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According to the United Nations humanitarian news agency IRIN, the number of registered sex workers there has climbed to 29,000 -- that's up from 17,000 in 1993.Germaine Razafindravao, a member of one sex worker organization, told IRIN that prostitution was an easy trade to fall into."Girls come from the countryside to work as maids," she said.Those who apply for a sex work permit are entitled to certain protections under the law, as well as health care benefits.But efforts to regulate the industry are often effective.On the island of Nosy Be, for instance, where fishing is big business, women found themselves turning to prostitution as a last resort when the most lucrative jobs went to foreign nationals."In Nosy Be a lot of women had come to work in a shrimp factory, and when the factory started shedding labor, the unemployed became prostitutes.The Japanese fishermen had money, and that's when big prostitution started," said Jocelyn Gabriel, a member of an anti-prostitution network, to IRIN.It is jointly owned by corporations from Japan, South Korea and Canada.The resulting influx of mostly male workers has brought prostitutes from all across the country to this port town -- IRIN reports that about one in seven residents there are now sex workers.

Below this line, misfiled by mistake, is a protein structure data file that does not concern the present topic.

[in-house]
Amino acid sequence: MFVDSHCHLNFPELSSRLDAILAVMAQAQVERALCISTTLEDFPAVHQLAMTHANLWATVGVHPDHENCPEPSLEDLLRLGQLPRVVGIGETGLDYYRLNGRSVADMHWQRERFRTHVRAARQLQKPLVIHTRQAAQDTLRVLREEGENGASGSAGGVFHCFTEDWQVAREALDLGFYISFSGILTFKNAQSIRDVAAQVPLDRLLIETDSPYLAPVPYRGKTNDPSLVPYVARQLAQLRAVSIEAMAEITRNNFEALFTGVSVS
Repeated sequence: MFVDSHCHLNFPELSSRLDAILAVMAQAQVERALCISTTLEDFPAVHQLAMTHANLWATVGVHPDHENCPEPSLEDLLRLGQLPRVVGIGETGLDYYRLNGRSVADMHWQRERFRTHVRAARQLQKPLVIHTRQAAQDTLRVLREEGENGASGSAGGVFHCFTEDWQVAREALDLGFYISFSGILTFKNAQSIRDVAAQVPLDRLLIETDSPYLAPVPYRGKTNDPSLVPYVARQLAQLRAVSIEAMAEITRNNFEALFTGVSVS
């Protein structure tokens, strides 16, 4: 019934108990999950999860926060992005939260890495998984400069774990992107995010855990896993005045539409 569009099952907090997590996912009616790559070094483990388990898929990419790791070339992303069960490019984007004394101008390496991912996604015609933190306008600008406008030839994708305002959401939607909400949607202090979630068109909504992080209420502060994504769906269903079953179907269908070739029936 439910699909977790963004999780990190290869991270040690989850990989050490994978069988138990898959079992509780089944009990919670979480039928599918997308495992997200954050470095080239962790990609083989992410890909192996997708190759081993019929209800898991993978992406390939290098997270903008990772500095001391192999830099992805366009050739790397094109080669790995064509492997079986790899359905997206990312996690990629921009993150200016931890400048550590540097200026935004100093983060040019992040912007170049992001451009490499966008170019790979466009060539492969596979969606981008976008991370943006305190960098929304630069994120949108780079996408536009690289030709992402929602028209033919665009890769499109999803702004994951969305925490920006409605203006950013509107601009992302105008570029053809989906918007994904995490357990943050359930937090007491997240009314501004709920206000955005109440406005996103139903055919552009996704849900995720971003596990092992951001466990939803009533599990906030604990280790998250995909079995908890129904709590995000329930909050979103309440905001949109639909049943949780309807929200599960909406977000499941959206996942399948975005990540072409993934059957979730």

Sex workers must carry ID cards proving that they are over the age of 18.
Until those problems are resolved, unrest is liable to continue trickling down to affect the livelihoods of young women across the country.
A Capital Offense Madagascar has seen piecemeal development since it first implemented free general elections in 1992, but that fell apart in 2009 with the overthrow of then-President Marc Ravalomanana, a former businessman who was elected to office in 2002.
But since official donors no longer work with the government, that aid has been poorly organized and comparatively ineffective.
As a result, found the report, "many households have suffered from significant financial losses and so are less able to finance their education and health expenses; and the public health and education systems are lacking of funding and materials, especially in rural areas."Another Influx But Madagascar has been the site of a different kind of international investment -- one that has brought in thousands of foreign workers.